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Harry Potter and the Prisoner of Azkaban
Stars: Daniel Radcliffe, Rupert Grint, Emma Watson, Tom Felton, Robbie Coltrane, Michael Gambon, Gary Oldman, Alan Rickman, Emma Thompson, Timothy Spall, Maggie Smith and David Thewlis
Director: Alfonso Cuaron
Scriptwriter: Steve Kloves (adapted from the J. K. Rowling book)
Music: John Williams
Warner Brothers
Running Time: two hours and 10 minutes
Rating: PG

Harry Potter and the Prisoner of Azkaban is the long-awaited third film in the best-selling book series by J. K. Rowling. Lest you fret, scriptwriter Steve Kloves is busy adapting Rowlings fourth Potter novel, Harry Potter and the Goblet of Fire, for the screen. Former Potter director Chris Columbus is now a Potter producer and Alfonso Cuaron (A Little Princess, Great Expectations and Y Tu Mama Tambien) is now at the helm. As the books progress, the plots become darker and deeper, so Cuaronís hand as director is appreciated and he does a good job. John Williamsí score is lively and not overwhelming, and of course, the special effects are wonderful. 
This story begins with Harry staying with his aunt, uncle, and bratty cousin. The family entertains a friend who thinks Harry is at the bottom of the heap, social-wise. Harry canít take it anymore (youthful temper) and does magic when he isnít supposed to. The family friend expands to the size of the Goodyear blimp and sails blissfully over London. Back to Hogwarts goes Harry, with the help of a Knight Bus for just such emergency situations. We should all be so lucky. Harry learns he is in danger from Sirius Black, who broke out of Azkaban Prison and was accused in the murder of Harryís parents. Sirius is being chased by creatures called Dementers, who look like teen versions of The Lord of the Rings wraiths. These guys freeze all in their path and like to suck the breath out of you. Harryís friends Hermione (Emma Watson) and Ron (Rupert Grint) band together to protect Harry and find out what is really happening at Hogwarts. Draco Malfoy (Tom Felton) is there, too, as the student villain. Your favorite teachers are here including Hagrid the giant (Ronnie Coltrane) Professor Dumbledore (now played by an ineffective Michael Gambon), the oily Professor Snape (Alan Rickman), Professor Lupin (David Thewlis) and, with glasses as large as telescopes, the Divination teacher, Professor Trelawney (Emma Thompson.) 
Each Potter film has a new type of animal and here we have the Hippogriff which is half eagle and half horse. This guy plays an important part in the film and probably will have his own fan club and website soon. A Quiddich match in a thunderstorm is in special effects heaven, as are the Dementers whenever they make an appearance, or anything concerned with Hogwarts. The choir, complete with ethereal candles, or the view from any Hogwarts window is sure to please.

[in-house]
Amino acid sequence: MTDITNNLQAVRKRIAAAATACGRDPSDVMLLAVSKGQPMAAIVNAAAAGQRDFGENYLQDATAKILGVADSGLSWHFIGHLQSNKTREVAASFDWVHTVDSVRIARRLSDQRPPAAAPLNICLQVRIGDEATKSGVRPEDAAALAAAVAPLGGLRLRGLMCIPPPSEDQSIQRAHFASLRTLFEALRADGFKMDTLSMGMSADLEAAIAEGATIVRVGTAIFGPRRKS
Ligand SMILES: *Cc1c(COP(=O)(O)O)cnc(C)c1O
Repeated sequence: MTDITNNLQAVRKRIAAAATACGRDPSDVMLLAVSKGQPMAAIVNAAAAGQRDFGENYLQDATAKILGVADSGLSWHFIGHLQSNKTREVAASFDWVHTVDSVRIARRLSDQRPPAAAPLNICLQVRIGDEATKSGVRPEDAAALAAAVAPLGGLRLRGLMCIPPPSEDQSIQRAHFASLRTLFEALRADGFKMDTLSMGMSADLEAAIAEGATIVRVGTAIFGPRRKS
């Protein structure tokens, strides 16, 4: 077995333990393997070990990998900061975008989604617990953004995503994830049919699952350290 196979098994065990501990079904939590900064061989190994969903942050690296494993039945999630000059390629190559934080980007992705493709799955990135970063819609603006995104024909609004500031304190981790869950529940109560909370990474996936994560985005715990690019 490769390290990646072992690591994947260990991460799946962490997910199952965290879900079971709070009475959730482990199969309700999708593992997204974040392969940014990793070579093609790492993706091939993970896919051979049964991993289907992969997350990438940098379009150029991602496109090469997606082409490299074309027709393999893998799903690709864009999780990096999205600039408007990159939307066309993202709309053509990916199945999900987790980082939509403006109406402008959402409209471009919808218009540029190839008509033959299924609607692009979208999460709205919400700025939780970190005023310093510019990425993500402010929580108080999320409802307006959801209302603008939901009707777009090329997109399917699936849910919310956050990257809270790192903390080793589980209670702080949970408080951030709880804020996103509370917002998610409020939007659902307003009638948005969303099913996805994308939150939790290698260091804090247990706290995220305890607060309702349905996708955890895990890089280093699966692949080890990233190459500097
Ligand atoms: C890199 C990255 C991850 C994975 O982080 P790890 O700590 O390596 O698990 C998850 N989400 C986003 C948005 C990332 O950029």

The trio of Daniel Radcliffe, Emma Watson and Rupert Grint is maturing into handsome teens, and with their heightened acting abilities (especially Radcliffe), should find good careers as they leave their teens. Grint especially has good comedic timing. Michael Gambon as Dumbledore has a physical resemblance to the late Richard Harris, but none of his authority. Emma Thompsonís awkward divination instructor resembles a youthful Carol Burnett, while Robbie Coltrane, as Hagrid, is still the lovable giant. Alan Rickmanís Snape would make anyone from a Charles Dickens novel shake in his or her boots. An unrecognizable Gary Oldman as Sirius Black was a casting coup. In fact, the entire cast is well, well cast, with the exception of Michael Gambon. Wasnít Peter OToole available? Perhaps he was in Troy.
Having read all the Potter books to this point, it is with trepidation that I approach the films, but I havenít been wholly disappointed. Azkaban has a great deal of material to cover, and Steve Kloves hops on the high points so that anyone new to the series can follow it along. The film has a PG rating, but would not be appropriate for children under age ten. 
The Harry Potter books began a whirlwind of writing concerning wizards in childrenís books and whether this is appropriate for a Christian to read. That question may be answered by the fact that another book, also from Great Britain, by G. P. Taylor called Shadowmancer is available for young teens. A recent book review of Shadowmancer by Greg Taylor in the June 2004 issue of Christianity Today is headlined with A Christian Harry Potter? The Harry Potter books deal with evil as evil, period. However, Shadowmancer has the community upside-down with a vicar, a man of the cloth no less, being the bad guy. It will be interesting to see if there is a continuation of the Taylor books or if Shadowmancer makes it to the large screen.
Oh, and Harry Potters scar? Harrys famous lightning scar was in the middle of his forehead, then on the left side of his head, and then back to the forehead again. His luggage appears, disappears and reappears. Oh, well, this is a magic film, so what should I have expected?
Copyright 2004 Marie Asner
Submitted 6/5/04



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